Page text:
Bhattacharya is also co-investigator for the Heart Flies investigation, which launched to the station in April. Heart Flies was the first biomedical research study to use fruit flies to investigate how spaceflight affects the structure and function of the heart.
Today scientists are performing sophisticated studies of Drosophila heart structure and function because the Drosophila model is excellent for learning more about the development, function and aging of the cardiovascular system. Many of the genetic and molecular mechanisms involved in heart development and function are remarkably similar between flies and mammals.
"The establishment of a spaceflight fruit fly model for studies of the cardiovascular system addresses one of the highest priority research areas to support future long duration human spaceflight," said Bhattacharya.
Fifteen groups of fruit flies spent approximately one month in space before returning to Earth. Scientists included three wild type or "normal" strains of flies and two genetic strains that are predisposed to abnormal heart rhythms in the study. The researchers are investigating whether spaceflight affects the degree of abnormalities in these genetic strains.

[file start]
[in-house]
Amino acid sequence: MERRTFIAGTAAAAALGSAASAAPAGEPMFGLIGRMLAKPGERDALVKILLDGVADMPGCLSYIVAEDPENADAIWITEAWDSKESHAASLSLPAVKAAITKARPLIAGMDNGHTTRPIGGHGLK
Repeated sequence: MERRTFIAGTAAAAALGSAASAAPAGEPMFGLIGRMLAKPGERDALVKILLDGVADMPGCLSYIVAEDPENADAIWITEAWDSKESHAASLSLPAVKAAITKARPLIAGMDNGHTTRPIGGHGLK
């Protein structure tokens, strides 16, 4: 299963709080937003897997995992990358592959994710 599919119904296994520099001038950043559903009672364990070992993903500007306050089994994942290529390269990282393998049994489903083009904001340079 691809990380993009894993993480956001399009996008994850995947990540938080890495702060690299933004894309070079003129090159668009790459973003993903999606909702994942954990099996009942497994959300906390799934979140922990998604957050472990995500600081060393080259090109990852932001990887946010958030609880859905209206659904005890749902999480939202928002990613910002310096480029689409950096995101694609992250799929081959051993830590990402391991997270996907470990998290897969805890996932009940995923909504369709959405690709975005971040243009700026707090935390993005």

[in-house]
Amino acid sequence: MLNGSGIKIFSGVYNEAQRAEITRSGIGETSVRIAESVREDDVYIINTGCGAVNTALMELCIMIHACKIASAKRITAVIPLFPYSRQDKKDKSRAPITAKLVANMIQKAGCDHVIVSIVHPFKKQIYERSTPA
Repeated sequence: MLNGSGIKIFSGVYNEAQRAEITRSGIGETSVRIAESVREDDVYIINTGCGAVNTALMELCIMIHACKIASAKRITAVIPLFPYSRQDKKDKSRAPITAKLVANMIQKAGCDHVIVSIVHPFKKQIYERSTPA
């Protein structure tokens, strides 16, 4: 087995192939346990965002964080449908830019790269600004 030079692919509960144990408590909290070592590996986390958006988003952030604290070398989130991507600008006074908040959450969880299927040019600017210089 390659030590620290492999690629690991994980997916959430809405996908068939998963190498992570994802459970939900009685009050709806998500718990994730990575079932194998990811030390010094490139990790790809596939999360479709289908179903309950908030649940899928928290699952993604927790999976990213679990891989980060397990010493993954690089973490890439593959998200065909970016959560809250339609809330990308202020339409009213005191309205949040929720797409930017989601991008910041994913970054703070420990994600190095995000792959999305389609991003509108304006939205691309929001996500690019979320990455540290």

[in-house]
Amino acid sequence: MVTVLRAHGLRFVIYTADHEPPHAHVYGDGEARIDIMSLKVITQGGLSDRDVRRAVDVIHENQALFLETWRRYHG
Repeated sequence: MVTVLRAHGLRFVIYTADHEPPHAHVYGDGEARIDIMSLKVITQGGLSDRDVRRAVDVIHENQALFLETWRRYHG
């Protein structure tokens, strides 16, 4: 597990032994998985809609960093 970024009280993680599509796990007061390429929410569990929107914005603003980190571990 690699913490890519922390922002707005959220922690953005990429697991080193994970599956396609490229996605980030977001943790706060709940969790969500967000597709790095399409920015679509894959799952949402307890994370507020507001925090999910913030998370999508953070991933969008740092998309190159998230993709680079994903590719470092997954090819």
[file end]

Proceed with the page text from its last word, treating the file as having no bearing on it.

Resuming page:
For the Heart Flies study, Bhattacharya collaborated with Peter H.U. Lee who was at Stanford University, Stanford, California, at the time of the award and now is in the Department of Surgery at Ohio State University Wexner Medical Center; as well as Rolf Bodmer and Karen Ocorr of the Sanford-Burnham Medical Research Institute in La Jolla, California. Analysis of the data is ongoing. Bodmer and Ocorr are analyzing heart function, heart muscle structure and gene expression in the space-flown flies and comparing the results with identical groups of flies that remained on Earth.
This study was competitively selected for launch to the space station by the Space Florida International Space Station Research Competition and was supported by NanoRacks, and the Center for Advancement of Science in Space (CASIS).
After AFEx, what's next for fruit flies in space? The maiden voyage of a new Drosophila research facility for the space station--called Fruit Fly Lab-01--is planned to launch aboard SpaceX's fifth cargo resupply servicing mission, currently slated for December 2014. So for those fruit flies that NASA studies, there are many opportunities to rack up frequent flyer credits on trips to the space station.
by Gianine M. Figliozzi
Space Biosciences Division
NASA's Ames Research Center